Daily Archives: April 3, 2012

Holy Week reblog

Mundabor's Blog

“Holy Week”

In preparation for the Holy Week, Shane at the always excellent Lux Occulta has posted this vintage booklet dedicated to the Holy Week.

I’d say that besides being a very good indication of how seriously people took the Holy Week in 1961, it has lost nothing of its, well, “modernity” and can – if printed, or consulted daily – be a very useful “spiritual guide” to the very important days in front of us.

There’s not much to say other than to suggest the reading of this booklet, which is nothing world-changing in Catholic instruction, nor is it supposed to be – but is very intelligent structured. A pity that the CTS doesn’t decide to really reprint and market these useful booklets instead of forcing us to cope with a .pdf version (and lucky to get it, I’d add).


A prayer for our indefatigable Shane is, I…

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The Tough Cardinal

O for more like him. Archbishop Cardinal Ranjith

On Rorate Caeli, an interesting post about the well-known instructions of Cardinal Ranjith, that in his archdiocese Communion be received exclusively comme il faut. The Cardinal’s position is known and I have, I think, already written about it in the past.

What in my eyes is most interesting is another detail or two, which I would like to share with you.

Please read this. Emphases mine.

[…] kindly ensure that in each Church in your parishes there is an adequate supply of a sufficient number of amices, girdles, stoles and chasubles for daily use. When I come for my parish visits starting from January next year, I will check on this matter personally. Kindly begin celebrating your daily sacrifice of the Eucharist properly clad and that means dressed with the alb, with or without the amice, the girdle, stole and chasuble. This should start immediately. The Auxiliary Bishops and Episcopal Vicars should kindly ensure that this is strictly followed in your areas.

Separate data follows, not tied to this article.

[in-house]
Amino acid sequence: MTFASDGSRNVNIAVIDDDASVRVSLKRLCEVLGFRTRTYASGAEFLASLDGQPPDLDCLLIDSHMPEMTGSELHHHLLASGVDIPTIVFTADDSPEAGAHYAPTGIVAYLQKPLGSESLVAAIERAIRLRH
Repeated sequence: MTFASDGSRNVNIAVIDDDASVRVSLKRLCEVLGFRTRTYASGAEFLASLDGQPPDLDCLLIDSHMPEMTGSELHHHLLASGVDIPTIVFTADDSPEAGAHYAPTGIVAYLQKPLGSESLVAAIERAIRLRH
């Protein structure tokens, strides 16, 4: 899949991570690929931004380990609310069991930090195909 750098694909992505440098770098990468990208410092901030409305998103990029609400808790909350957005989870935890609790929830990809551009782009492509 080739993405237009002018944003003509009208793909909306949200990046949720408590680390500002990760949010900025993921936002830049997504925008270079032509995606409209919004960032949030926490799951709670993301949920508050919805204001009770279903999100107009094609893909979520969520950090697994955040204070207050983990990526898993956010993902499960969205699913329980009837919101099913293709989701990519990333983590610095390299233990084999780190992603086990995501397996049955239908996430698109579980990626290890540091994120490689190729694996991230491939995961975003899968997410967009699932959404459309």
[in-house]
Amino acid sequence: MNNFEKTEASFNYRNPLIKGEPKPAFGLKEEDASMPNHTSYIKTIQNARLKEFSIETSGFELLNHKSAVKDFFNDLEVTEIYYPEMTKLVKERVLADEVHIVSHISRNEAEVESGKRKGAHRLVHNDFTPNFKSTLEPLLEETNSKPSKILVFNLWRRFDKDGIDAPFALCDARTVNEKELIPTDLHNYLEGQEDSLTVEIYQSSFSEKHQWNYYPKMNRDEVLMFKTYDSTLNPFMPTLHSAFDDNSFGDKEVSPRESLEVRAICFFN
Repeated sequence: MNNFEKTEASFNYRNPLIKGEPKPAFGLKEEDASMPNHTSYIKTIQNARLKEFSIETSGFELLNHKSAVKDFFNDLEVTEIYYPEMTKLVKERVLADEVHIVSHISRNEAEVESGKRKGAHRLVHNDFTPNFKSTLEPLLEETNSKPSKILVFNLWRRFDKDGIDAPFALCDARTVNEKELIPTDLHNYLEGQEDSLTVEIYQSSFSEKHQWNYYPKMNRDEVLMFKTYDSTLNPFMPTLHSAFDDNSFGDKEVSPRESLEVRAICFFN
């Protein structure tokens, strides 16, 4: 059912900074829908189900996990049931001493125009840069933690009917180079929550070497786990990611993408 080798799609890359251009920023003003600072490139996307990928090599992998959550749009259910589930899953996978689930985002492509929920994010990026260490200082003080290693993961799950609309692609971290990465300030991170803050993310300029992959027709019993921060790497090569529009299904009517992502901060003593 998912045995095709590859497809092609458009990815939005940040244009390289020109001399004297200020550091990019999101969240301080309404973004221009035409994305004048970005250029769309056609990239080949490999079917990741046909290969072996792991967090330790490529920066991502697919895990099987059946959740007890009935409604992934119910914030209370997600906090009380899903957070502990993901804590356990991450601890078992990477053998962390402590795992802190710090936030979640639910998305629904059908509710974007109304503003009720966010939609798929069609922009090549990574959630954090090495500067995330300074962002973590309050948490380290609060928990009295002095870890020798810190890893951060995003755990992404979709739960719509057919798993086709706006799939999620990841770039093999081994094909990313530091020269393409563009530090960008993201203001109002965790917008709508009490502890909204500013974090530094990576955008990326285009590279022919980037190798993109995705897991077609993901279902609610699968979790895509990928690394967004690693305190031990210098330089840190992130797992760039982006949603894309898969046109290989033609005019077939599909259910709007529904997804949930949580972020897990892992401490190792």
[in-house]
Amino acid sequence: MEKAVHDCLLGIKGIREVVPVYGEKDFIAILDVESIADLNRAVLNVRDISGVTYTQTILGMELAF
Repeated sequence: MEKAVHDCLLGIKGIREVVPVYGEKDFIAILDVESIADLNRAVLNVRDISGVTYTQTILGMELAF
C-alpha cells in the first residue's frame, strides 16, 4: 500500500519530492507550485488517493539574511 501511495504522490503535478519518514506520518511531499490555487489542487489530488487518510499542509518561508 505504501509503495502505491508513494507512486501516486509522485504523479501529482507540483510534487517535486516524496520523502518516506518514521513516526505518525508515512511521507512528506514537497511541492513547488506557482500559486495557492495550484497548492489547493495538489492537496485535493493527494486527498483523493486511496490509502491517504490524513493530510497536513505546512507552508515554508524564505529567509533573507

Properly understood this means, if you ask me: a) your Archbishop is watching you, and will take care no one thinks he can get away with some lip service when necessary and then do whatever he pleases at any other time; b) this applies first and foremost to Auxiliary Bishops and Episcopal Vicars, just in case they thought my instructions do not apply to them; c) chop-chop.

Something tells me Archbishop Ranjit’s Archdiocese has no so-called “gay masses”.


Reblog of the day

Mundabor's Blog

I always thought that Pontius Pilate is treated too harshly by many Christians. People who don’t even dare to contradict their neighbour when he talks astonishing bollocks in some religious matter are instantly ready to demand that Pilatus be ready to risk a revolution to save their hero. They talk the talk, but don’t walk the walk.

The reality on the ground is that the vast majority of the people in his position would have behaved like he did; nay, worse than he did. In fact, it can be easily said that Pilatus did for Jesus more than most would have done in his position and only receded when he saw that the Jewish leaders would give him no other alternative than acquiescence to their demand or all out fall out.

Still, the fact remain that Pilatus clearly sees that justice demands one behaviour, and politics suggests another. Put in…

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Reblog of, erm, yesterday…

Mundabor's Blog


In former times, generations of little Italians (and, no doubt, little boys and girls everywhere) grew up with this simple concept constantly hammered into their heads. The idea was that without self-control one would merely drift through life instead of living, and that life would soon give the boys and girls ample occasions to use the skills thus acquired.

This concept applied, once, to pretty much everything, and to the spiritual life too. And in fact, it is very clear to see how physical and mental discipline is a fundamental component of the spiritual one. We can, today, safely say that when the concept of physical and mental discipline went to the dogs with the non-repressive, softly-softly approach of the last decades, spiritual discipline rapidly followed in its decay.

Discipline, then.

It is part of the now almost forgotten wisdom of ages past that you need to…

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